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Detection of a novel haemoplasma species in fattening pigs with skin alterations, fever and anaemia
  1. Julia Stadler1,
  2. Julia Ade2,
  3. Mathias Ritzmann1,
  4. Katharina Hoelzle2 and
  5. Ludwig E Hoelzle2
  1. 1Clinic for Swine, Centre for Clinical Veterinary Medicine, Ludwig-Maximilians-University Munich, Oberschleissheim, Bavaria, Germany
  2. 2Institute of Animal Science, Institute of Environmental and Animal Hygiene and Veterinary Medicine, University of Hohenheim Faculty of Agricultural Sciences, Stuttgart, Baden-Wuerttemberg, Germany
  1. Correspondence to Dr Julia Stadler, Clinic for Swine, Ludwig-Maximilians-Universitat Munchen Tierarztliche Fakultat, Munchen, Bayern, Germany; J.Stadler{at}med.vetmed.uni-muenchen.de

Abstract

Background In a fattening farm in Southern Germany, skin alterations (urticaria, haemorrhagic diathesis) and high fever were observed in 30% of the pigs 2 weeks after arrival. Feed intake was severely compromised in affected pigs.

Methods After detailed clinical observation, blood samples from affected pigs were collected for haematological, PCR and serological investigations. In addition, pathological investigations were performed on one pig.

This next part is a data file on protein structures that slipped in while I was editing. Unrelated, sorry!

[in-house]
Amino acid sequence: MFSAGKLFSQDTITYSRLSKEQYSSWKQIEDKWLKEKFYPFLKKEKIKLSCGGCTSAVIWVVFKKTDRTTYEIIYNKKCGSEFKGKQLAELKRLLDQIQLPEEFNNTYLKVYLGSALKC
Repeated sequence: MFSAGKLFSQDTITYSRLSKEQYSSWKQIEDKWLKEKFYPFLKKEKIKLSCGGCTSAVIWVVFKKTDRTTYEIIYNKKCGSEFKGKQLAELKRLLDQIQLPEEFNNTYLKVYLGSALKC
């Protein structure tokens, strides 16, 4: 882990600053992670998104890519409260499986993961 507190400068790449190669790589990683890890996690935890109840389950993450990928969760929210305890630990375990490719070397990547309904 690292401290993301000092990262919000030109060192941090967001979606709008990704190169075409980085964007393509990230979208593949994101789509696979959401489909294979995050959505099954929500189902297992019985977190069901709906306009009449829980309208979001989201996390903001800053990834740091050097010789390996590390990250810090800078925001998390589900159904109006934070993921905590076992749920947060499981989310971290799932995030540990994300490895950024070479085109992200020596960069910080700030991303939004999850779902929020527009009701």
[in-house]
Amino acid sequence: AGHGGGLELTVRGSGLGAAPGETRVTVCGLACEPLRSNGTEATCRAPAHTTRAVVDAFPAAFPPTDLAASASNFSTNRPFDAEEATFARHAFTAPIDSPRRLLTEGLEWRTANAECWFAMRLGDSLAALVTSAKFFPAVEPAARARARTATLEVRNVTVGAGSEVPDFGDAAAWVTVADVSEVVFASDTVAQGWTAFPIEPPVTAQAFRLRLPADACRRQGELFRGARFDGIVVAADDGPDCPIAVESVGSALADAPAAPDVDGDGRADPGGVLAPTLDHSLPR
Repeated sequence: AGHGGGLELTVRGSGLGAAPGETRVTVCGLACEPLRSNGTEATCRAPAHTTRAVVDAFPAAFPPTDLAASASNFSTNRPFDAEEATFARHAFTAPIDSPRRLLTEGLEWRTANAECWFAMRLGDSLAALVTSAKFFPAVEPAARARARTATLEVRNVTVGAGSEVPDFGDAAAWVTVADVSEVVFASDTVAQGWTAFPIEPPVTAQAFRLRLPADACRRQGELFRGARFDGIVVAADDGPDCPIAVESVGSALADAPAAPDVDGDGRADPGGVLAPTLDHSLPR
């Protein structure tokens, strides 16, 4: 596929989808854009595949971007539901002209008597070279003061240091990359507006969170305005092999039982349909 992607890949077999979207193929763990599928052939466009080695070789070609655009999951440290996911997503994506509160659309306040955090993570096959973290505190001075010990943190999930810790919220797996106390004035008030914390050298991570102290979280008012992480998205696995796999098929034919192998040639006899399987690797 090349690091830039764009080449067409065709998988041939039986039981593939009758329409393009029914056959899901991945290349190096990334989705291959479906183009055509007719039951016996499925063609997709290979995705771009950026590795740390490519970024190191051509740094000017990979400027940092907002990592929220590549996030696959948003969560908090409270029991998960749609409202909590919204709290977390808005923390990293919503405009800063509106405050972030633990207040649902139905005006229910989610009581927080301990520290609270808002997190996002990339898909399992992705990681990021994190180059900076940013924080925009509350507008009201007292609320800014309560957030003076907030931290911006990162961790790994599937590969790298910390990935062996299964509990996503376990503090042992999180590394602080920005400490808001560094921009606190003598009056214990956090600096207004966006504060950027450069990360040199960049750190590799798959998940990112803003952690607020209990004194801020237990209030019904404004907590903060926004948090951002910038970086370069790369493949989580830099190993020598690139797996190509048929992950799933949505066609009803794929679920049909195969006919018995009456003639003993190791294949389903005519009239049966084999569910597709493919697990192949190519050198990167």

Results and conclusion Analysis of blood parameters revealed a normocytic, normochromic anaemia. A novel porcine haemoplasma species was detected in blood samples of affected pigs and spleen sample of the necropsied pig by PCR. Phylogenetic analyses based on the 16S rDNA showed 99% identity to a novel porcine haemoplasma (‘Candidatus (Ca.) M. haemosuis’) species which has recently been described in China. Interestingly, this is the first report of ‘Ca. M. haemosuis’ in pigs with clinical signs resembling those of Mycoplasma (M) suis and the first description of this novel haemoplasma species outside Asia. On-farm affected pigs were treated with oxytetracycline and non-steroidal anti-inflammatory drugs. Clinical signs improved after implementation of treatment and optimisation of management procedures. This case might indicate that other porcine haemoplasma species than M suis can induce fever and skin alterations and may have an economic impact on affected farms.

  • skin alterations
  • high fever
  • normocyctic
  • normochromic anaemia
  • haemotrophic mycoplasma
  • Candidatus M.haemosuis
  • case report
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Footnotes

  • Funding The authors have not declared a specific grant for this research from any funding agency in the public, commercial or not-for-profit sectors.

  • Competing interests None declared.

  • Patient consent for publication Not required.

  • Provenance and peer review Not commissioned; externally peer reviewed.

  • Data availability statement All data relevant to the study are included in the article or uploaded as online supplementary information.

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